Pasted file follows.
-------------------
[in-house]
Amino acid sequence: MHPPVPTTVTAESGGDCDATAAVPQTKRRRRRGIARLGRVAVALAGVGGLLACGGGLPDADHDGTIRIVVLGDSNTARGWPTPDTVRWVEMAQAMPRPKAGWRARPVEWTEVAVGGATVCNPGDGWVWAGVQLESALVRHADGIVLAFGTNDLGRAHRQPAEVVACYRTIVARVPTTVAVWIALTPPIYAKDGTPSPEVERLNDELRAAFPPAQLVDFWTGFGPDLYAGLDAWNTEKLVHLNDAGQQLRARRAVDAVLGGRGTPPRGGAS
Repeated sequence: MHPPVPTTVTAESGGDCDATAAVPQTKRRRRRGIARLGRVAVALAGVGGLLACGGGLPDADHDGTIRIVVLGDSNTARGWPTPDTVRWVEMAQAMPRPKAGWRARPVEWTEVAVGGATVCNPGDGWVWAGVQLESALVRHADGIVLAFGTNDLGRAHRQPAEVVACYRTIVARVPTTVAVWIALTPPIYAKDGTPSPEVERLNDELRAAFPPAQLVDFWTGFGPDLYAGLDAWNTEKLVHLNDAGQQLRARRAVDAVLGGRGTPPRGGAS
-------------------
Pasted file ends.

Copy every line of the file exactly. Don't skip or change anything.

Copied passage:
[in-house]
Amino acid sequence: MHPPVPTTVTAESGGDCDATAAVPQTKRRRRRGIARLGRVAVALAGVGGLLACGGGLPDADHDGTIRIVVLGDSNTARGWPTPDTVRWVEMAQAMPRPKAGWRARPVEWTEVAVGGATVCNPGDGWVWAGVQLESALVRHADGIVLAFGTNDLGRAHRQPAEVVACYRTIVARVPTTVAVWIALTPPIYAKDGTPSPEVERLNDELRAAFPPAQLVDFWTGFGPDLYAGLDAWNTEKLVHLNDAGQQLRARRAVDAVLGGRGTPPRGGAS
Repeated sequence: MHPPVPTTVTAESGGDCDATAAVPQTKRRRRRGIARLGRVAVALAGVGGLLACGGGLPDADHDGTIRIVVLGDSNTARGWPTPDTVRWVEMAQAMPRPKAGWRARPVEWTEVAVGGATVCNPGDGWVWAGVQLESALVRHADGIVLAFGTNDLGRAHRQPAEVVACYRTIVARVPTTVAVWIALTPPIYAKDGTPSPEVERLNDELRAAFPPAQLVDFWTGFGPDLYAGLDAWNTEKLVHLNDAGQQLRARRAVDAVLGGRGTPPRGGAS